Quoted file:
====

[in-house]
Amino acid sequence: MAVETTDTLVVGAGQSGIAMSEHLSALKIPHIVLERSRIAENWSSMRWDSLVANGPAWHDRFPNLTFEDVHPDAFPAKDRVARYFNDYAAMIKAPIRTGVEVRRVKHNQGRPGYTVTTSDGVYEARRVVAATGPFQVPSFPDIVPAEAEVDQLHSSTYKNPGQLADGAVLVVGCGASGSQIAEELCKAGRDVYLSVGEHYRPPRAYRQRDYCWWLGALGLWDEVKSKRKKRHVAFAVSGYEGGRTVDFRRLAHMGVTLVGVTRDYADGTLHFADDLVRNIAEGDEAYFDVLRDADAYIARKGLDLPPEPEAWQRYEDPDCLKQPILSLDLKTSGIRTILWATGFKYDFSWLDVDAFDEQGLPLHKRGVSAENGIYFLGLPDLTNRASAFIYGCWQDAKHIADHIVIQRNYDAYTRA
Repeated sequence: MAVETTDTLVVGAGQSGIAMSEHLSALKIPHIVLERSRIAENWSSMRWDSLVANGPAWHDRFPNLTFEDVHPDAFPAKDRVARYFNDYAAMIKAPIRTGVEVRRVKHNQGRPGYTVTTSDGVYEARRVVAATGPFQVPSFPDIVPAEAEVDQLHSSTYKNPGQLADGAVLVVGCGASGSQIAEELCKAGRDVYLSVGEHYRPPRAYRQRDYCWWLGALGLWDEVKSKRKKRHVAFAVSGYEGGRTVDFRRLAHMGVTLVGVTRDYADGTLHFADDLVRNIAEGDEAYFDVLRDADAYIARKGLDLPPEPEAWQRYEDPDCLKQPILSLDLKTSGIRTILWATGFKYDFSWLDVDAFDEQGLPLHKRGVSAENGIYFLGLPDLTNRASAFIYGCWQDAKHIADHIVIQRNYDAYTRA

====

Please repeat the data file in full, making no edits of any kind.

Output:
[in-house]
Amino acid sequence: MAVETTDTLVVGAGQSGIAMSEHLSALKIPHIVLERSRIAENWSSMRWDSLVANGPAWHDRFPNLTFEDVHPDAFPAKDRVARYFNDYAAMIKAPIRTGVEVRRVKHNQGRPGYTVTTSDGVYEARRVVAATGPFQVPSFPDIVPAEAEVDQLHSSTYKNPGQLADGAVLVVGCGASGSQIAEELCKAGRDVYLSVGEHYRPPRAYRQRDYCWWLGALGLWDEVKSKRKKRHVAFAVSGYEGGRTVDFRRLAHMGVTLVGVTRDYADGTLHFADDLVRNIAEGDEAYFDVLRDADAYIARKGLDLPPEPEAWQRYEDPDCLKQPILSLDLKTSGIRTILWATGFKYDFSWLDVDAFDEQGLPLHKRGVSAENGIYFLGLPDLTNRASAFIYGCWQDAKHIADHIVIQRNYDAYTRA
Repeated sequence: MAVETTDTLVVGAGQSGIAMSEHLSALKIPHIVLERSRIAENWSSMRWDSLVANGPAWHDRFPNLTFEDVHPDAFPAKDRVARYFNDYAAMIKAPIRTGVEVRRVKHNQGRPGYTVTTSDGVYEARRVVAATGPFQVPSFPDIVPAEAEVDQLHSSTYKNPGQLADGAVLVVGCGASGSQIAEELCKAGRDVYLSVGEHYRPPRAYRQRDYCWWLGALGLWDEVKSKRKKRHVAFAVSGYEGGRTVDFRRLAHMGVTLVGVTRDYADGTLHFADDLVRNIAEGDEAYFDVLRDADAYIARKGLDLPPEPEAWQRYEDPDCLKQPILSLDLKTSGIRTILWATGFKYDFSWLDVDAFDEQGLPLHKRGVSAENGIYFLGLPDLTNRASAFIYGCWQDAKHIADHIVIQRNYDAYTRA